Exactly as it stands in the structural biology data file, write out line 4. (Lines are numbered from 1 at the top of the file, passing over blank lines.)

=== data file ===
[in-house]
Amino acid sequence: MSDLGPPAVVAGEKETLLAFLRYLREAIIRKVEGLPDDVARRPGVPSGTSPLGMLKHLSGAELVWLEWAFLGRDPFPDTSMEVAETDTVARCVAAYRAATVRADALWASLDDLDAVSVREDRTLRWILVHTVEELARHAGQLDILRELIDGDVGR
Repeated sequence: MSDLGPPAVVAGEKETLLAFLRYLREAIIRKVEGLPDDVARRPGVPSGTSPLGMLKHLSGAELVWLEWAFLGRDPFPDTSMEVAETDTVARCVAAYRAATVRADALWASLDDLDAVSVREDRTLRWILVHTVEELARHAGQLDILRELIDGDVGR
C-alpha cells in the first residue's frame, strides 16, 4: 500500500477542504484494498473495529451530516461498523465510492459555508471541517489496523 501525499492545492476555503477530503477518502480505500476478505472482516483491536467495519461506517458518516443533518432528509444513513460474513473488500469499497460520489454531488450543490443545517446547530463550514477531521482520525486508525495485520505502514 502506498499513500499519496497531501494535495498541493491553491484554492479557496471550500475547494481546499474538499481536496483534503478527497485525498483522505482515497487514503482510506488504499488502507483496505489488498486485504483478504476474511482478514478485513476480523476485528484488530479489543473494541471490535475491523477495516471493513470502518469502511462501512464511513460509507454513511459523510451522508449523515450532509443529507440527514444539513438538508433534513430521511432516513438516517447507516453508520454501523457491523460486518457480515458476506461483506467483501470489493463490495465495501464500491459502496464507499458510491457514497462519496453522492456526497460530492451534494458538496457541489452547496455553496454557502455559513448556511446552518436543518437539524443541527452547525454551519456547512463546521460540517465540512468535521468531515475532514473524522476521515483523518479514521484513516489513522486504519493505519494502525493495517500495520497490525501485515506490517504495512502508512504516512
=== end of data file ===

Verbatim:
C-alpha cells in the first residue's frame, strides 16, 4: 500500500477542504484494498473495529451530516461498523465510492459555508471541517489496523 501525499492545492476555503477530503477518502480505500476478505472482516483491536467495519461506517458518516443533518432528509444513513460474513473488500469499497460520489454531488450543490443545517446547530463550514477531521482520525486508525495485520505502514 502506498499513500499519496497531501494535495498541493491553491484554492479557496471550500475547494481546499474538499481536496483534503478527497485525498483522505482515497487514503482510506488504499488502507483496505489488498486485504483478504476474511482478514478485513476480523476485528484488530479489543473494541471490535475491523477495516471493513470502518469502511462501512464511513460509507454513511459523510451522508449523515450532509443529507440527514444539513438538508433534513430521511432516513438516517447507516453508520454501523457491523460486518457480515458476506461483506467483501470489493463490495465495501464500491459502496464507499458510491457514497462519496453522492456526497460530492451534494458538496457541489452547496455553496454557502455559513448556511446552518436543518437539524443541527452547525454551519456547512463546521460540517465540512468535521468531515475532514473524522476521515483523518479514521484513516489513522486504519493505519494502525493495517500495520497490525501485515506490517504495512502508512504516512